Re:I know I'm skewing the results (0)

goose-incarnated (1145029) | more than 2 years ago | (#38377326)

Perhaps I can interest you in trying another new author (ME!!!) [smashwords.com] . It's a short story (3 pages), but good enough to determine if you want to read a longer story by the same author.

Re:I know I'm skewing the results (-1)

Anonymous Coward | more than 2 years ago | (#38377798)

Are you aware that writing idiotic non-words like "pBook" that will never be adopted by anyone and require parenthetical explanation at every use just makes you look like a tool? Just write "print book" and stop being a moron.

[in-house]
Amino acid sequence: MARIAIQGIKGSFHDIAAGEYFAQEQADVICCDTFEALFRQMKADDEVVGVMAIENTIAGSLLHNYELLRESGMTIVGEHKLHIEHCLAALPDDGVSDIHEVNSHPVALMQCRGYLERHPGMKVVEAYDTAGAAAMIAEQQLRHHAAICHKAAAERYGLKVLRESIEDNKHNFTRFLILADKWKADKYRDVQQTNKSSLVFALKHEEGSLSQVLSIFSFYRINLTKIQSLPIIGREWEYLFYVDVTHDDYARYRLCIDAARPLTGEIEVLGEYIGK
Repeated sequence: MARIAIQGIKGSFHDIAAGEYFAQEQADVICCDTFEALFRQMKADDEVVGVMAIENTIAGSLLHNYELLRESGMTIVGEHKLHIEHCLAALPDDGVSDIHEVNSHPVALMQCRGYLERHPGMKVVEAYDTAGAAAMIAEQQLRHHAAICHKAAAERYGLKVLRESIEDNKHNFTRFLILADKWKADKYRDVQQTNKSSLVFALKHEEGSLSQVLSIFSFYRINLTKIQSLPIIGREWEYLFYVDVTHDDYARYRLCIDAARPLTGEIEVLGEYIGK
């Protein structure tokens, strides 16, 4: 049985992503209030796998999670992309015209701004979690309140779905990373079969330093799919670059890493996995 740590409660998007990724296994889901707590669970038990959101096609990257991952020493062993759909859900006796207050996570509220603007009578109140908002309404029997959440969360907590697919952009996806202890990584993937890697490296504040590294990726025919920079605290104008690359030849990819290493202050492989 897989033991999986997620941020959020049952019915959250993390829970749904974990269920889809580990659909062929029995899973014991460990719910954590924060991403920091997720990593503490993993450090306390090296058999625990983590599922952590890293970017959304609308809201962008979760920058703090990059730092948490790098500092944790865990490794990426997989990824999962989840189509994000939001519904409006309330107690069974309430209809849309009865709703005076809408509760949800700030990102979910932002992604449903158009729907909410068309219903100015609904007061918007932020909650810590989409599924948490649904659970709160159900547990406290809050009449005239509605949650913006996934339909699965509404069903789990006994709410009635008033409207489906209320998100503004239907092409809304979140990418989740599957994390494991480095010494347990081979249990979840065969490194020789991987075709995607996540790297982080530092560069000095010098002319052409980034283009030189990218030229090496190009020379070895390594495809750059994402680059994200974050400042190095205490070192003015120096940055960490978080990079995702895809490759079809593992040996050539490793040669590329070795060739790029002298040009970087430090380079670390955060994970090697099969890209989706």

Pictures, Drawings? (1)

OFnow (1098151) | more than 2 years ago | (#38376968)

Any kindle owner knows not to buy any book that has pictures or drawings. E-ink simply does not work for those.

iPad (or the like, I would guess) are fine fine for pictures and drawings. And being able to use non-DRM ePub format documents is great in color. Don't tell anyone, but the ads in The New Yorker look much nicer on the iPad than they do in the print magazine!

It is profoundly annoying that publishers set nonsense prices. Except in unusual circumstances I simply ignore books with those ripoff publisher-set prices. That publishers refuse to put some (text only) books into Kindle at all really makes me angry at times.

Look up the Hanvon color eink reader (1)

Colin Smith (2679) | more than 2 years ago | (#38377084)

Works fine. Most of the existing readers are using the old generation of display.

Re:Pictures, Drawings? (1)

wygit (696674) | more than 2 years ago | (#38377828)